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This Guidelines summary is part of a series of summaries of the British Thoracic Society/Scottish Intercollegiate Guidelines Network guideline 158: British guideline on the diagnosis and management of asthma

This summary focuses on recommendations for the management of asthma in adolescents. Recommendations on risk factors, co-morbidities and modifiable behaviours, asthma attacks and the risk of hospital admissions, are not included in this summary. For the complete set of recommendations, please refer to the full guideline. 

Follow the links for summaries of BTS/SIGN recommendations on the diagnosis and management of asthma in the following groups:

Grades of recommendation

The grade of recommendation relates to the strength of the supporting evidence on which the evidence is based. It does not reflect the clinical importance of the recommendation.

[A] At least one meta-analysis, systematic review, or RCT rated as 1++, and directly applicable to the target population; or a body of evidence consisting principally of studies rated as 1+, directly applicable to the target population, and demonstrating overall consistency of results.

[B] A body of evidence including studies rated as 2++, directly applicable to the target population, and demonstrating overall consistency of results; or extrapolated evidence from studies rated as 1++ or 1.

[C] A body of evidence including studies rated as 2+, directly applicable to the target population and demonstrating overall consistency of results; or extrapolated evidence from studies rated as 2++.

[D] Evidence level 3 or 4; or extrapolated evidence from studies rated as 2+.

Good-practice points

[✓]  Recommended best practice based on the clinical experience of the guideline development group.

For the full key of evidence statements and recommendations, please see the full guideline.

  • Adolescence is the transitional period of growth and development between puberty and adulthood, defined by the World Health Organization as between 10 and 19 years of age
  • Key elements of working effectively with adolescents in the transition to adulthood include:
    • seeing them on their own, separate from their parents, for part of the consultation, and
    • discussing confidentiality and its limitations.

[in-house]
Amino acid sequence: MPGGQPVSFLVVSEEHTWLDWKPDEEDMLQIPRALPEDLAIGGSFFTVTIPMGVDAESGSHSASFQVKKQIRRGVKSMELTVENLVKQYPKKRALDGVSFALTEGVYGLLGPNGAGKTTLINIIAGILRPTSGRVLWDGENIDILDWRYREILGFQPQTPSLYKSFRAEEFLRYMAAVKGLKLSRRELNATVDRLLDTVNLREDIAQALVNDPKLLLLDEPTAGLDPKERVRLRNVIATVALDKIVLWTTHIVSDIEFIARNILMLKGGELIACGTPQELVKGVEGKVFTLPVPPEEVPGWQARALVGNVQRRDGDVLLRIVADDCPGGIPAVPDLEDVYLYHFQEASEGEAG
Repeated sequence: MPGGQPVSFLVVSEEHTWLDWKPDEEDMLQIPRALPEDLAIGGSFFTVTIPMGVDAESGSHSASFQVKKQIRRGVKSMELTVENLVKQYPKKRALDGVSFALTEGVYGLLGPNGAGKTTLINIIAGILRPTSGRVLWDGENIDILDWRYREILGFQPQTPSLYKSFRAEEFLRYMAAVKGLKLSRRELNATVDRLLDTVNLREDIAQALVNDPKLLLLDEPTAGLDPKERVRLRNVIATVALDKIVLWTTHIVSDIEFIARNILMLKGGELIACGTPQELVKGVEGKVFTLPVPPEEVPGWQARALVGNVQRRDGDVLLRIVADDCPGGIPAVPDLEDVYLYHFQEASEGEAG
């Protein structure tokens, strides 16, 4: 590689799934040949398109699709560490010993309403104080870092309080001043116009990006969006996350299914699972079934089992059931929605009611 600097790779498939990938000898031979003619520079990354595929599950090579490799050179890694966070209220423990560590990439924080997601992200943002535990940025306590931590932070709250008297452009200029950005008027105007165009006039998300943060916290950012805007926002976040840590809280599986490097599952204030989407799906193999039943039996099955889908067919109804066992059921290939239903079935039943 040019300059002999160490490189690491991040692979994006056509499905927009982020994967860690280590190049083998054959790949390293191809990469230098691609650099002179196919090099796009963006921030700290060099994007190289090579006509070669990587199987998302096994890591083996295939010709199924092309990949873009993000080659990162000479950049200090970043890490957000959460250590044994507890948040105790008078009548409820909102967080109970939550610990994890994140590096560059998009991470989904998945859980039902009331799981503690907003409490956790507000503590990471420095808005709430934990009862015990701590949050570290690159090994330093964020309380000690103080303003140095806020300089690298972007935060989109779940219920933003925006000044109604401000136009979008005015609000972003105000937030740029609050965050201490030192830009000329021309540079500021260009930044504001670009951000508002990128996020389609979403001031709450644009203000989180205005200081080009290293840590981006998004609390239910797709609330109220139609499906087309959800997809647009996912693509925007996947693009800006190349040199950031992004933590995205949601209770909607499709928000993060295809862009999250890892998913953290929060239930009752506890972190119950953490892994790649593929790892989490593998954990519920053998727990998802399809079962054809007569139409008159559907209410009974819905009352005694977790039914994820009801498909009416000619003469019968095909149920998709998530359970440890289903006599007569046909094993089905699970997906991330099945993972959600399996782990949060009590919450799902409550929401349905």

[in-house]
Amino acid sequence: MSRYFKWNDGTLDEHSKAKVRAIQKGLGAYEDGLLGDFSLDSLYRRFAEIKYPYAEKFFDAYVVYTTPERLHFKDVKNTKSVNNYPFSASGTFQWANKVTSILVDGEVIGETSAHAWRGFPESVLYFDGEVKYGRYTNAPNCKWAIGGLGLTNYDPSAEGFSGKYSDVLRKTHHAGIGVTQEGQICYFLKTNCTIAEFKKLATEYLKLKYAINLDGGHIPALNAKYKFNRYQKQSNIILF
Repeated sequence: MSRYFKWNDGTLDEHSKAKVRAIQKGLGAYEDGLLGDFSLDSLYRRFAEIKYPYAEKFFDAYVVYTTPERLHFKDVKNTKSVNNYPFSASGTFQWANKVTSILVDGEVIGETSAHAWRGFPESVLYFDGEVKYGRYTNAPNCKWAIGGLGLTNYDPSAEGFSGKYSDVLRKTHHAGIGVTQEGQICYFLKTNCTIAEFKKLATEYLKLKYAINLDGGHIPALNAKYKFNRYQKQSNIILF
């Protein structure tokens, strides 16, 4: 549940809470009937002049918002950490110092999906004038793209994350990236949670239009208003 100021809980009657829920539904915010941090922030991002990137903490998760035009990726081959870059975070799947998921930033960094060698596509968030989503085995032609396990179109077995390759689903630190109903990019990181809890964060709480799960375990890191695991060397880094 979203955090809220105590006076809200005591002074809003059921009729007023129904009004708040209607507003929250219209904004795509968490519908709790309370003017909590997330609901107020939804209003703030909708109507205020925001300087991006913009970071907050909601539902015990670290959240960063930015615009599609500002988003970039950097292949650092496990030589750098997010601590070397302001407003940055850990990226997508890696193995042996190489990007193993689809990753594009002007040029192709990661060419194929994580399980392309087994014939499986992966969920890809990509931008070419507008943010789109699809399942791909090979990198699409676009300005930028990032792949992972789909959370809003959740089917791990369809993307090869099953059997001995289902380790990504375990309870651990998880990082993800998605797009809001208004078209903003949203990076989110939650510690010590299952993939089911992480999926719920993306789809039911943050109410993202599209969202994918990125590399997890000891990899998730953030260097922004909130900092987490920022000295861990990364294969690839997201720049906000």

Prevalence of asthma in adolescents

  • Asthma is common in adolescence with a prevalence of wheeze in 13–14 year olds in Western Europe in the past 12 months (current wheeze) of 14.3%. For more severe asthma (defined as ≥4 attacks of wheeze or ≥1 night per week sleep disturbance from wheeze or wheeze affecting speech in the past 12 months) the prevalence was 6.2%
  • There is evidence of underdiagnosis of asthma in adolescents, with estimates of 20–30% of all asthma present in this age group being undiagnosed. This has been attributed to under reporting of symptoms. A number of risk factors have been independently associated with underdiagnosis including: female gender, smoking (both current smoking and passive exposure), low socioeconomic status, family problems, low physical activity and high body mass, and race/ethnicity. Children with undiagnosed frequent wheezing do not receive adequate healthcare for their illness and the health consequences of not being diagnosed with asthma are substantial
  • Although feasible, there is insufficient evidence to support screening for asthma in adolescents

    [✓]  Clinicians seeing adolescents with any cardiorespiratory symptoms should ask about symptoms of asthma.

Diagnosis and assessment

Exercise-related symptoms

  • Exercise-related wheezing and breathlessness are common asthma symptoms in adolescents. However, these symptoms are poor predictors of exercise-induced asthma. Only a minority of adolescents referred for assessment of exercise induced respiratory symptoms show objective evidence of exercise-induced bronchospasm 
  • Most exercise-related wheezing in adolescents can be diagnosed and managed by careful clinical assessment The absence of other features of asthma and an absent response to pretreatment with βagonist make exercise induced asthma unlikely. Exercise testing with cardiac and respiratory monitoring that reproduces the symptoms may be helpful in identifying the specific cause.

Use of questionnaires

  • When using questionnaires, the prevalence of current symptoms is higher when the adolescent completes the questions rather than the parents, while questions about the last 12 months give similar results between the parents and the adolescent.

Quality of life measures

  • Quality of life scales (such as AQLQ12+) can be used in adolescents.

Lung function